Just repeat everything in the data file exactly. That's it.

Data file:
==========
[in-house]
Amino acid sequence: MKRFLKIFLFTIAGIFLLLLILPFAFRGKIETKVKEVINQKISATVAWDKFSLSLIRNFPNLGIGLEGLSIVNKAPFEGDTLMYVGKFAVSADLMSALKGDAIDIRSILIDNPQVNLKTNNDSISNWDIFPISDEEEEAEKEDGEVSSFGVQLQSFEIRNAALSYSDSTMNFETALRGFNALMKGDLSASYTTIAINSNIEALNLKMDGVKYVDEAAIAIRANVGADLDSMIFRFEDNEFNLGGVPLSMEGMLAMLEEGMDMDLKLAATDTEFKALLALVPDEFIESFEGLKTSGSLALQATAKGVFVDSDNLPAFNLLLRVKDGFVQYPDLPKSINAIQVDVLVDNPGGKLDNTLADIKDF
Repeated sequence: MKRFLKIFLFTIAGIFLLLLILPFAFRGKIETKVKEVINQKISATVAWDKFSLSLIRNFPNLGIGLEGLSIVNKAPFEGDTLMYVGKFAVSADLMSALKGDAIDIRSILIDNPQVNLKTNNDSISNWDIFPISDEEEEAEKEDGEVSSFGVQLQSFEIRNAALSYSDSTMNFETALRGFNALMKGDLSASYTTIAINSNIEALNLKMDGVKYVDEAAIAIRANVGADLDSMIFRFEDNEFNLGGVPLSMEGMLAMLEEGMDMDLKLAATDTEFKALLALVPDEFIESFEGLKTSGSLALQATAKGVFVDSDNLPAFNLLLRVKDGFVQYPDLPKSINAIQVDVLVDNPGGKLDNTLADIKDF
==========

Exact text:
[in-house]
Amino acid sequence: MKRFLKIFLFTIAGIFLLLLILPFAFRGKIETKVKEVINQKISATVAWDKFSLSLIRNFPNLGIGLEGLSIVNKAPFEGDTLMYVGKFAVSADLMSALKGDAIDIRSILIDNPQVNLKTNNDSISNWDIFPISDEEEEAEKEDGEVSSFGVQLQSFEIRNAALSYSDSTMNFETALRGFNALMKGDLSASYTTIAINSNIEALNLKMDGVKYVDEAAIAIRANVGADLDSMIFRFEDNEFNLGGVPLSMEGMLAMLEEGMDMDLKLAATDTEFKALLALVPDEFIESFEGLKTSGSLALQATAKGVFVDSDNLPAFNLLLRVKDGFVQYPDLPKSINAIQVDVLVDNPGGKLDNTLADIKDF
Repeated sequence: MKRFLKIFLFTIAGIFLLLLILPFAFRGKIETKVKEVINQKISATVAWDKFSLSLIRNFPNLGIGLEGLSIVNKAPFEGDTLMYVGKFAVSADLMSALKGDAIDIRSILIDNPQVNLKTNNDSISNWDIFPISDEEEEAEKEDGEVSSFGVQLQSFEIRNAALSYSDSTMNFETALRGFNALMKGDLSASYTTIAINSNIEALNLKMDGVKYVDEAAIAIRANVGADLDSMIFRFEDNEFNLGGVPLSMEGMLAMLEEGMDMDLKLAATDTEFKALLALVPDEFIESFEGLKTSGSLALQATAKGVFVDSDNLPAFNLLLRVKDGFVQYPDLPKSINAIQVDVLVDNPGGKLDNTLADIKDF